-j MASQ, and iptables uses
-j MASQUERADE to indicate that datagrams matching the rule specification should be masqueraded.
Let's look at an example. A computing science student at Groucho Marx University has a number of computers at home internetworked onto a small Ethernet-based local area network. She has chosen to use one of the reserved private Internet network addresses for her network. She shares her accomodation with other students, all of whom have an interest in using the Internet. Because student living conditions are very frugal, they cannot afford to use a permanent Internet connection, so instead they use a simple dial-up PPP Internet connection. They would all like to be able to share the connection to chat on IRC, surf the Web, and retrieve files by FTP directly to each of their computers -- IP masquerade is the answer.
The student first configures a Linux machine to support the dial-up link and to act as a router for the LAN. The IP address she is assigned when she dials up isn't important. She configures the Linux router with IP masquerade and uses one of the private network addresses for her LAN:
192.168.1.0. She ensures that each of the hosts on the LAN has a default route pointing at the Linux router.
The following ipfwadm commands are all that are required to make masquerading work in her configuration:
or with ipchains:
ipfwadm -F -p deny
ipfwadm -F -a accept -m -S 192.168.1.0/24 -D 0/0
or with iptables:
ipchains -P forward -j deny
ipchains -A forward -s 192.168.1.0/24 -d 0/0 -j MASQ
Now whenever any of the LAN hosts try to connect to a service on a remote host, their datagrams will be automatically masqueraded by the Linux masquerade router. The first rule in each example prevents the Linux machine from routing any other datagrams and also adds some security.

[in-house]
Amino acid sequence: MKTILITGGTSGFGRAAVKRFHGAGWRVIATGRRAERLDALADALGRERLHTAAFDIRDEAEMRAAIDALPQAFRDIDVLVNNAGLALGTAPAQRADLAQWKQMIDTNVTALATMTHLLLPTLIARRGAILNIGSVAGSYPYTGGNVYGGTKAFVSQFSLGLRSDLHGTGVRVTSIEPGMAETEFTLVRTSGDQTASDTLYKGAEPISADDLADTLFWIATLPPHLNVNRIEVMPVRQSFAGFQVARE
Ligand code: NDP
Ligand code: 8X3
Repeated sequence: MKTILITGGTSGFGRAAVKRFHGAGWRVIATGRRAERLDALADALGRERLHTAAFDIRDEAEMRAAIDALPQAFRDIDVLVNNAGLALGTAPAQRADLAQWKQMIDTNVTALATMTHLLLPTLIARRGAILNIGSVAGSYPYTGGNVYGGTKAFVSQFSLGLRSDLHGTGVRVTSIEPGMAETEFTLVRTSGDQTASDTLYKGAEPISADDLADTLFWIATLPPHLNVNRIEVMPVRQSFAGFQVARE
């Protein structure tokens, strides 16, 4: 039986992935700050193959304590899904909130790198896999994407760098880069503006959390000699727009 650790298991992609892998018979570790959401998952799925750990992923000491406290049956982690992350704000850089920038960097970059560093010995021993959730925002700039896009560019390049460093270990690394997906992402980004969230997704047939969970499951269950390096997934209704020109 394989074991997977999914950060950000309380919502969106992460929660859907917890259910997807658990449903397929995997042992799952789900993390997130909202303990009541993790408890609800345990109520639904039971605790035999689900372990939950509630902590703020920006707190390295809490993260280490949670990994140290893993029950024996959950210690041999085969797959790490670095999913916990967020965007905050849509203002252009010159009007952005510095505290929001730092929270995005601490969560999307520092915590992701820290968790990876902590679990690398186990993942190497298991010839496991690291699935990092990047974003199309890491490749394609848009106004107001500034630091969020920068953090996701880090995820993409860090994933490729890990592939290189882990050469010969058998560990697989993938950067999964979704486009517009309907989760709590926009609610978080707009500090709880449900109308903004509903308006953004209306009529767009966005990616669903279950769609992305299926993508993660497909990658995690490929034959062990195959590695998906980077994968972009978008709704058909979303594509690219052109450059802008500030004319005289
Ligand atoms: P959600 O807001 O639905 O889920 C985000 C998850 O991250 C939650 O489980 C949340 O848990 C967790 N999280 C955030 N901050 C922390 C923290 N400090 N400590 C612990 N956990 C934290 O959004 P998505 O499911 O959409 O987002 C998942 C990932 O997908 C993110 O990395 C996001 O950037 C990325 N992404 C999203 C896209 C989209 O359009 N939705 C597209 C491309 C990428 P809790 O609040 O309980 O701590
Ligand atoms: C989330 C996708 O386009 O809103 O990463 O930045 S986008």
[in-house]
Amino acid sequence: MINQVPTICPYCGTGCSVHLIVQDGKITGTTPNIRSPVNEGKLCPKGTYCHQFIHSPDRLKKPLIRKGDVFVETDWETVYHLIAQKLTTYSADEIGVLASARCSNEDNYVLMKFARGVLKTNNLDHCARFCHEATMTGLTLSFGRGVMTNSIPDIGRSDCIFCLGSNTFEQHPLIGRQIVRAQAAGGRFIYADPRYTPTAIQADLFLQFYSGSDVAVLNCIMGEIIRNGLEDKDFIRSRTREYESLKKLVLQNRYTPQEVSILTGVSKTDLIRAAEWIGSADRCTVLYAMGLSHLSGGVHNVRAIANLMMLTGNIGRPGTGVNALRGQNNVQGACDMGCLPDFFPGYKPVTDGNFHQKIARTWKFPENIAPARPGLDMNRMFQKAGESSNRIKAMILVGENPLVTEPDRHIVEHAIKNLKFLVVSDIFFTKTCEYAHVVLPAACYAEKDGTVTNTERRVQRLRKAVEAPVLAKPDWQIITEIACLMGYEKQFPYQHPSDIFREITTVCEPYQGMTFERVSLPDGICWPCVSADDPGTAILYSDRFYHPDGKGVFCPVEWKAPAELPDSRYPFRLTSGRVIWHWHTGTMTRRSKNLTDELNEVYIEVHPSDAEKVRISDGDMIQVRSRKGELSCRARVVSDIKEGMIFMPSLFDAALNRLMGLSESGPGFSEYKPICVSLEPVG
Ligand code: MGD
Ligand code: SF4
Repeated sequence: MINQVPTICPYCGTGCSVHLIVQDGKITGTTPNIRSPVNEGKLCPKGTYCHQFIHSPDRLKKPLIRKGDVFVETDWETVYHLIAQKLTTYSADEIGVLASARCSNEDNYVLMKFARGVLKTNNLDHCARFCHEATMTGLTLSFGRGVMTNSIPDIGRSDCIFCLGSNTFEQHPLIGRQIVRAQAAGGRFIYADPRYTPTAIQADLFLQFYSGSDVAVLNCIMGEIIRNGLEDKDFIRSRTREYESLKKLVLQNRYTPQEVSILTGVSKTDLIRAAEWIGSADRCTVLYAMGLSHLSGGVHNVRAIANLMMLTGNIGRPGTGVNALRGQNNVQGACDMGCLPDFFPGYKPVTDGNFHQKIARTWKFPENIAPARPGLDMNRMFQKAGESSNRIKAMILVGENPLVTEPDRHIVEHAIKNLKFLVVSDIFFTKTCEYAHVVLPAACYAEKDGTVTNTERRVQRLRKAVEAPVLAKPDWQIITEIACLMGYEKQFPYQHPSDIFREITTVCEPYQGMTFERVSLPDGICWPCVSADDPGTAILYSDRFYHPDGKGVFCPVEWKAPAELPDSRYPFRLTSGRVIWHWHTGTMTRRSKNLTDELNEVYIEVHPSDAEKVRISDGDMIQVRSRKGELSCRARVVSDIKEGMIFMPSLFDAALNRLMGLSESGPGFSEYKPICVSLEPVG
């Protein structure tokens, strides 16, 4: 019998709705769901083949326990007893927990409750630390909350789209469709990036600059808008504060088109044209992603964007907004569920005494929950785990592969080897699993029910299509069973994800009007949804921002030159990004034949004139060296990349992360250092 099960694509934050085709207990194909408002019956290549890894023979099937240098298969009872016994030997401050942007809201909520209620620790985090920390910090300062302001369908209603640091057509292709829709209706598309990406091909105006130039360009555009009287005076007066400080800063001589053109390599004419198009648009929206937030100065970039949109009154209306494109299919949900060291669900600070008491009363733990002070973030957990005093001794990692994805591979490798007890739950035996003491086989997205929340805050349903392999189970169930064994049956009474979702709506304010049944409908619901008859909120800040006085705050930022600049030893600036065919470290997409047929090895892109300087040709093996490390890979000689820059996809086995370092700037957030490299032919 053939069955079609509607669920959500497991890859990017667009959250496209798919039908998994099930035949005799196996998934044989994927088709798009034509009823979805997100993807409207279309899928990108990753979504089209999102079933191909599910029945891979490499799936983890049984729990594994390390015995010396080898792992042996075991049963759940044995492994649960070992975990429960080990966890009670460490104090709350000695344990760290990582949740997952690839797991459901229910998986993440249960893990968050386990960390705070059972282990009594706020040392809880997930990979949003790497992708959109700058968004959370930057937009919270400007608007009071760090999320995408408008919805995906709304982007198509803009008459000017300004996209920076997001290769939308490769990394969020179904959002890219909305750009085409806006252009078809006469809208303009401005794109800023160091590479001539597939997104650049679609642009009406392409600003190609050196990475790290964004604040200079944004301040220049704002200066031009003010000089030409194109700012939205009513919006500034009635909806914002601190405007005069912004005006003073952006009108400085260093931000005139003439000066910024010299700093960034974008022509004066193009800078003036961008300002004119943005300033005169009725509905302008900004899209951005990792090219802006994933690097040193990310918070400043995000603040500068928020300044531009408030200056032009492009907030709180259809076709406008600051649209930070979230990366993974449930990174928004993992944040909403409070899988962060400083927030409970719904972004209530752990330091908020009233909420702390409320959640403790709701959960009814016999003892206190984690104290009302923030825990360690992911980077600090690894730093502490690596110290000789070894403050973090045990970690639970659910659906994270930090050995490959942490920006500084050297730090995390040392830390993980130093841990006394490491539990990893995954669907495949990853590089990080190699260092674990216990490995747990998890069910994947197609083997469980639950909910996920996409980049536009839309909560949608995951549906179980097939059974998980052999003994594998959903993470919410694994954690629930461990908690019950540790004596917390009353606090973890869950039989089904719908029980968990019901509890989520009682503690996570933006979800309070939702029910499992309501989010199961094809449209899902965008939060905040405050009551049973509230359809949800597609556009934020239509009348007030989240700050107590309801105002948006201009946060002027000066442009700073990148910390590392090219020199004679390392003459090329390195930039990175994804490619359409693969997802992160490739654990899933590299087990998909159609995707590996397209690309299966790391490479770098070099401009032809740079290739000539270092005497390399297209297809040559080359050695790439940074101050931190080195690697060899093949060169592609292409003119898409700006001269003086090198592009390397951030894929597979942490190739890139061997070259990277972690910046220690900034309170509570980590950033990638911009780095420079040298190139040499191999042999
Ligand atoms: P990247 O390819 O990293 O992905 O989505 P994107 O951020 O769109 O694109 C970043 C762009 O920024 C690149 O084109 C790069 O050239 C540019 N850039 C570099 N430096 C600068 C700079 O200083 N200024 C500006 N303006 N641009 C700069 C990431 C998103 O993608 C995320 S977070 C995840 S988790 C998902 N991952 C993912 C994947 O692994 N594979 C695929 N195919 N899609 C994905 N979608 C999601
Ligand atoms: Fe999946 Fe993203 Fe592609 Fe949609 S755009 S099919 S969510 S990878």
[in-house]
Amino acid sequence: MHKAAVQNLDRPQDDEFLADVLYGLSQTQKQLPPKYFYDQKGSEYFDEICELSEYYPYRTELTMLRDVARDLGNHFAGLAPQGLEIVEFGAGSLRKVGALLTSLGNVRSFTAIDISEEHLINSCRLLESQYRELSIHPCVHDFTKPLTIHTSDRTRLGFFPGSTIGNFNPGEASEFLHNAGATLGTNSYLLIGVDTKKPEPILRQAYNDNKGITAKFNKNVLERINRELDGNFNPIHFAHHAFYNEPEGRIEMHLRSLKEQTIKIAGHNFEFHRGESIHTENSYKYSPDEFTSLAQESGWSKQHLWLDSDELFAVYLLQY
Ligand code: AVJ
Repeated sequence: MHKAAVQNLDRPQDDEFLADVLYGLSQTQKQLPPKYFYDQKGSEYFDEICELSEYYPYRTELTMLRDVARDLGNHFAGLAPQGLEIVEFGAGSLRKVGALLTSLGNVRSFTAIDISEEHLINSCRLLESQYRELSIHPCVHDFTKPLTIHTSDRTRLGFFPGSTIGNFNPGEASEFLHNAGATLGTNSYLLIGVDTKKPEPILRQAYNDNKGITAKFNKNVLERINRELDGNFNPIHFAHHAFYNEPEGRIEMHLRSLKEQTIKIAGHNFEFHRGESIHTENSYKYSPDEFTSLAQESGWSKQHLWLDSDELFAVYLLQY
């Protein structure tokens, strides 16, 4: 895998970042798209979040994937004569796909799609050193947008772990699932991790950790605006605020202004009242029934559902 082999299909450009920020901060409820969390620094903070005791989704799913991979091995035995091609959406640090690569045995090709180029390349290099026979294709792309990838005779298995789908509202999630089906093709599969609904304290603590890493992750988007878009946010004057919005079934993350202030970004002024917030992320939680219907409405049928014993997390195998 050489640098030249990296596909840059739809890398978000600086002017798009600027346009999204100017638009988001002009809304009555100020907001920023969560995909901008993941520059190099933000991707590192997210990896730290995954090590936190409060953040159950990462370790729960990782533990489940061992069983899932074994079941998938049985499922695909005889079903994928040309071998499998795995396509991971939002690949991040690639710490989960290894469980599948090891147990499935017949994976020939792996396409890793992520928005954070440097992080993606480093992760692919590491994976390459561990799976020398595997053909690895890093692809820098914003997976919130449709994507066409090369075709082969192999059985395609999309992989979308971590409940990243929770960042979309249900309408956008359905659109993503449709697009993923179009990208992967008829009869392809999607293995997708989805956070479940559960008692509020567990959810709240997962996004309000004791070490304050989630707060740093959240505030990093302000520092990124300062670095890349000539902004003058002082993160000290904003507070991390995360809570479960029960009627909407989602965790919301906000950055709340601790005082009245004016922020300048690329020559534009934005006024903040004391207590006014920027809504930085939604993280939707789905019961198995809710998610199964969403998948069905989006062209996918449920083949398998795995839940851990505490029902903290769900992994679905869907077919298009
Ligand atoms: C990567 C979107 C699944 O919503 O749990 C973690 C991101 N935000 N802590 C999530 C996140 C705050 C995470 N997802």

iptables -t nat -P POSTROUTING DROP
iptables -t nat -A POSTROUTING -o ppp0 -j MASQUERADE
To list the masquerade rules you have created, use the
-l argument to the ipfwadm command, as we described in earlier while discussing firewalls.
To list the rule we created earlier we use:
which should display something like:
ipfwadm -F -l -e
ipfwadm -F -l -e
IP firewall forward rules, default policy: accept pkts bytes type prot opt tosa tosx ifname ifaddress ... 0 0 acc/m all ---- 0xFF 0x00 any any ...
/m" in the output indicates this is a masquerade rule.
To list the masquerade rules with the ipchains command, use the -L argument. If we list the rule we created earlier with ipchains, the output will look like:
# ipchains -L
Chain input (policy ACCEPT): Chain forward (policy ACCEPT): target prot opt source destination ports MASQ all ------ 192.168.1.0/24 anywhere n/a Chain output (policy ACCEPT):
Any rules with a target of
MASQ are masquerade rules.
Finally, to list the rules using iptables you need to use:
Again, masquerade rules appear with a target of
iptables -t nat -L
Chain PREROUTING (policy ACCEPT) target prot opt source destination Chain POSTROUTING (policy DROP) target prot opt source destination MASQUERADE all -- anywhere anywhere MASQUERADE Chain OUTPUT (policy ACCEPT) target prot opt source destination